Each Breath Hurts

    Over the next couple weeks the days pass in a blur. I make it through the motions. We eat. We read books. I think we laugh. But at night when the kids are asleep and it’s just me and a nursing baby, I fall apart.

    The tears start and they fall all night. I sleep very little and when I sleep it is with restless dreaming. I find myself crying in the kitchen at 6 am as I pour coffee, knowing I have one hour to feel before I need to be strong. I can’t do this. I don’t know how to be her mom anymore. I wasn’t a good enough mom in the first place, I am certainly not equipped for this!

    It was the most painful time of my life. I didn’t think I could make it through. I simultaneously found myself screaming at God and pleading for my child. Expressing anger and praising Him. If He is sovereign, and He couldn’t be God if he isn’t, than He could have stopped this! If He is sovereign and this is genetic, than He created us this way! HE CREATED US BROKEN! Why God?!

    One of the first texts I got after the news was simply, “You didn’t do this. God is not punishing you.” My friend knew me well. I spent a great deal of time remembering my past sin and wondering if I was to blame.

    All His Ways are Faithfulness and Mercy

    God was gracious. I cried out and he listened. I railed and he was silent. And when I had finally reached a point of stillness, where I was ready to hear, He spoke to my heart.

    “I’m here. I’ve always been here. I’ve created all of you beautifully, for my glory and your good. Just as you do not always share your reasons for parenting choices to your children, sometimes I will not explain mine and you must rest in the knowledge that I am your perfect and loving Heavenly Father. So much will not make sense now. Even if I was to tell you, it wouldn’t make sense to you now. I am God. You are not. Your daughter is first and foremost my child. MY precious child. I am holding her in my hands as I hold you.”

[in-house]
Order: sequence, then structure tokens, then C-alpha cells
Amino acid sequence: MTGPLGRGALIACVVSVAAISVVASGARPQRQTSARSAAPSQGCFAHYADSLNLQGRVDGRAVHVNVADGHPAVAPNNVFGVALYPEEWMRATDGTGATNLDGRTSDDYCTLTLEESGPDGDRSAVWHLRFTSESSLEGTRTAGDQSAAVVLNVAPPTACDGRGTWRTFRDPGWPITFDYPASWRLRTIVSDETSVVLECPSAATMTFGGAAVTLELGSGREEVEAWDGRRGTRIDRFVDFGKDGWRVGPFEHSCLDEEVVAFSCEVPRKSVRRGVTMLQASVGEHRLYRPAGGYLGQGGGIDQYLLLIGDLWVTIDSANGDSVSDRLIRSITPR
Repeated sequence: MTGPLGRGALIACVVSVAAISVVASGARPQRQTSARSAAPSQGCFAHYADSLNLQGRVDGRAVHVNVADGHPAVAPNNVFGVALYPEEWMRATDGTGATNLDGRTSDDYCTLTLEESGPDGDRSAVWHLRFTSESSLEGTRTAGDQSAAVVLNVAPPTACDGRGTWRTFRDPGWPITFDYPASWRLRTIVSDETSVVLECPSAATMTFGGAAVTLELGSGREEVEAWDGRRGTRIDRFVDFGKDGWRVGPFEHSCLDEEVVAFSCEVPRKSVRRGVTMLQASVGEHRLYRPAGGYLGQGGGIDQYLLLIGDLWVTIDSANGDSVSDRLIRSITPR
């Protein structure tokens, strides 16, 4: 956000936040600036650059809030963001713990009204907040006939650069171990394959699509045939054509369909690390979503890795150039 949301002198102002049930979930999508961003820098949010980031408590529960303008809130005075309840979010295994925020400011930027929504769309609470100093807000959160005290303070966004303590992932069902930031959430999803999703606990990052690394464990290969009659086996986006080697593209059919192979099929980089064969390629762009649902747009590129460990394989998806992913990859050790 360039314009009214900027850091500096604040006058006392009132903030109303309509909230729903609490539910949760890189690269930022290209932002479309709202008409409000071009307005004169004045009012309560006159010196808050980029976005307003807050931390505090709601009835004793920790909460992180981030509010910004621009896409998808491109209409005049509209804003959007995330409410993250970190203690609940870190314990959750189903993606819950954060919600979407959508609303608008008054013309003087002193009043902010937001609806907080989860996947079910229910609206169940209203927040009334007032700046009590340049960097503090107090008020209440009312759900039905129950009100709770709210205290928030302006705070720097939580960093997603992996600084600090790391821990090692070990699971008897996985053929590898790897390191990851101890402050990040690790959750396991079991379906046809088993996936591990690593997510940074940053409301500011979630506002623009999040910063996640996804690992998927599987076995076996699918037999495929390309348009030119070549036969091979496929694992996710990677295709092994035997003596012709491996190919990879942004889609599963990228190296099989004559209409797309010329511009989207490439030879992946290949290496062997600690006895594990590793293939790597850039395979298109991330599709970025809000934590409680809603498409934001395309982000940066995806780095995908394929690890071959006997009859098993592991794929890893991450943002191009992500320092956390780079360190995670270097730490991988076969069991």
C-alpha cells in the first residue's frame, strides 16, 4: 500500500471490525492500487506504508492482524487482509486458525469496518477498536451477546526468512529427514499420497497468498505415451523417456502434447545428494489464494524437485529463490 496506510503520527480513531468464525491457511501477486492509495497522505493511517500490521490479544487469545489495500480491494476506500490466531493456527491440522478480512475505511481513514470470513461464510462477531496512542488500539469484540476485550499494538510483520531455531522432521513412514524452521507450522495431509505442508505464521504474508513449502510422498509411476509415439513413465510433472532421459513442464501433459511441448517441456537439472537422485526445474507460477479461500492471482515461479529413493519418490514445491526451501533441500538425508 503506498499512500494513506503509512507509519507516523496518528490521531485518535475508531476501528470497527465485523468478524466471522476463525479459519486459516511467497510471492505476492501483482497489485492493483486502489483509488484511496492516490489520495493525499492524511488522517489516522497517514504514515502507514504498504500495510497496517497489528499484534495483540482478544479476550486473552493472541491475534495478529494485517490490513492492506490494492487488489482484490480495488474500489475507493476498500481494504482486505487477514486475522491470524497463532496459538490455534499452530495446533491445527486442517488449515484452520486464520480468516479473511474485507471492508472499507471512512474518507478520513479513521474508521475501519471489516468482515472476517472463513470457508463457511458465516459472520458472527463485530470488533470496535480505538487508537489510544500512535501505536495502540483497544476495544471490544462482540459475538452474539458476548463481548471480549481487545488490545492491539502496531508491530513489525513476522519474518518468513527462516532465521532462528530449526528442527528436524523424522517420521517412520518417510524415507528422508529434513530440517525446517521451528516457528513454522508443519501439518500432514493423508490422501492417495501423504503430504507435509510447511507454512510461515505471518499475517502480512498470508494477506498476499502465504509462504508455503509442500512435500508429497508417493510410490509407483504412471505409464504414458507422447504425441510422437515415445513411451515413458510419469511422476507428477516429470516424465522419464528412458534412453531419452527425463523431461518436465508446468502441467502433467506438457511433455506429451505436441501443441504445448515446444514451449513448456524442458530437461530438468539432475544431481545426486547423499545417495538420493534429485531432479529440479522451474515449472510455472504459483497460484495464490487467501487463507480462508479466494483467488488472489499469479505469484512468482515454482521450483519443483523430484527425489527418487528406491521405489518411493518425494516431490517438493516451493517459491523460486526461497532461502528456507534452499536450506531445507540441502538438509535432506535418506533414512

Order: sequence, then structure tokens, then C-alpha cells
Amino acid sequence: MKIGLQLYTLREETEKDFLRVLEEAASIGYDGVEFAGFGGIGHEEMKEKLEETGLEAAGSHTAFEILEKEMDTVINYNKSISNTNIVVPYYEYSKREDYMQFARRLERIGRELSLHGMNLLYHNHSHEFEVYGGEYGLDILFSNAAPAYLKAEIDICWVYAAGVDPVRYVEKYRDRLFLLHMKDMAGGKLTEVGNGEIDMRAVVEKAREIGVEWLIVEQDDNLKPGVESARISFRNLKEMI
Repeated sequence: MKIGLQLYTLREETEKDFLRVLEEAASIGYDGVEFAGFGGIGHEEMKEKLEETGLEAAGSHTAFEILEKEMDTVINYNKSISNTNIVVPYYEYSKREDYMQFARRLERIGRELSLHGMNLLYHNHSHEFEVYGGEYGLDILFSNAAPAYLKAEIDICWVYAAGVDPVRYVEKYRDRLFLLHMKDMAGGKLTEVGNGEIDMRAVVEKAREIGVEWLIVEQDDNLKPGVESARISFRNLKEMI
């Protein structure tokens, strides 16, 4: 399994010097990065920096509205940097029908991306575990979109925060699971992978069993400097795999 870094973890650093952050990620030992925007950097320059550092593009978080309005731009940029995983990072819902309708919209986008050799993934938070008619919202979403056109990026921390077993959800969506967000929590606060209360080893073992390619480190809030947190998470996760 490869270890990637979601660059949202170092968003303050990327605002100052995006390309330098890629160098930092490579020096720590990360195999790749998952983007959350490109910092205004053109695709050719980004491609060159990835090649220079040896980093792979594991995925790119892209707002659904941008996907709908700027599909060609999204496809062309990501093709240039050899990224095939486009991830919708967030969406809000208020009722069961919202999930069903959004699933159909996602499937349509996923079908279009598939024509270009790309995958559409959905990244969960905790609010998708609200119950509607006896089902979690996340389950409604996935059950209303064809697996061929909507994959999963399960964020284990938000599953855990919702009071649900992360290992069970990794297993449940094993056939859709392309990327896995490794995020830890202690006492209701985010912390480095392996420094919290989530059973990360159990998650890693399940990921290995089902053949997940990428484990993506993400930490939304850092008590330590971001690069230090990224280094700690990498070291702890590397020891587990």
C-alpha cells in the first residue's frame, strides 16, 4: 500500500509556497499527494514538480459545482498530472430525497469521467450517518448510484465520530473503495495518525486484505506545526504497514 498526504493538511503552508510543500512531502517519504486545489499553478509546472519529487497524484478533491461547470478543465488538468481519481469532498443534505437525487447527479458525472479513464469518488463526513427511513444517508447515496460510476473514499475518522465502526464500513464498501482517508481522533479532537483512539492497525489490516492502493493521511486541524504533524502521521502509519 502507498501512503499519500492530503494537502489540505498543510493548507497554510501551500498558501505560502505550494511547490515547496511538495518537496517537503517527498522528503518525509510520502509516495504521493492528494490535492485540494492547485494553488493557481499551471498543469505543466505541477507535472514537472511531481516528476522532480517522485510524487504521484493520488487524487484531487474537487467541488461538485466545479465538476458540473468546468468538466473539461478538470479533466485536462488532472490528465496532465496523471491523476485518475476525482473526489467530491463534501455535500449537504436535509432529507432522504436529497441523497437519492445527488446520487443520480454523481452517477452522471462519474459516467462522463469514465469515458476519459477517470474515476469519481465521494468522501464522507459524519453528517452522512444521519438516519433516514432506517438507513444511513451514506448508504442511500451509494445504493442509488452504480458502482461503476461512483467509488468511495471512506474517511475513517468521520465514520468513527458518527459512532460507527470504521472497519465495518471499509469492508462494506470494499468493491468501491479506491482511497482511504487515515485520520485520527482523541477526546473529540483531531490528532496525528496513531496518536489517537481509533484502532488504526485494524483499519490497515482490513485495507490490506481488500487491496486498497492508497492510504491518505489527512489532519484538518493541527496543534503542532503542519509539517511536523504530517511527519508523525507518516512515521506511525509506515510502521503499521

I would like to say that was the end of hurting. That from that time on I felt safe and secure at all times in the love of my savior. It’s how a Christian is “supposed” to feel, is it not? But that is not how it works.

    Everyday, somedays more than others, I must SEEK Christ and His joy. I must look for the blessings, the beauty. I have days when nothing feels manageable; I fight all day with insurance and get nowhere; my second child is diagnosed; I watch my kids fall again and again; the bills pile up.

    I can’t breathe.

    On these days, in these moments, I must FORCE myself to seek Him. Force myself to breathe when the sobs suffocate me. Force myself to see His provisions, to thank Him, to trust Him, even when I am certain I cannot take another moment. Knowledge of Him is like my oxygen mask, sustaining me when I cannot take a breath on my own.

    This journey is not linear. It is a ring of highs and lows. Somedays, our life is a normal rhythm. I breath deeply. I breathe in the scent of my babies’ freshly washed hair and exhale gratitude for even one day with my children. My teen tells me how greatly she loves me and I breathe it in as I would breathe in the scent of spring flowers. But other days, I have to remind myself to breathe. Remind myself that I I need only make it through the next breath. Remind myself to slow down my gasps and breath deeply…one breath…just one breath…I can breathe…one breath at a time. #FriedreichsAtaxia #rareDisease #Parenting

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    #CureFA

    If you ever wonder how to pronounce #FriedreichsAtaxia , just remember “free drinks and taxi rides.” 😉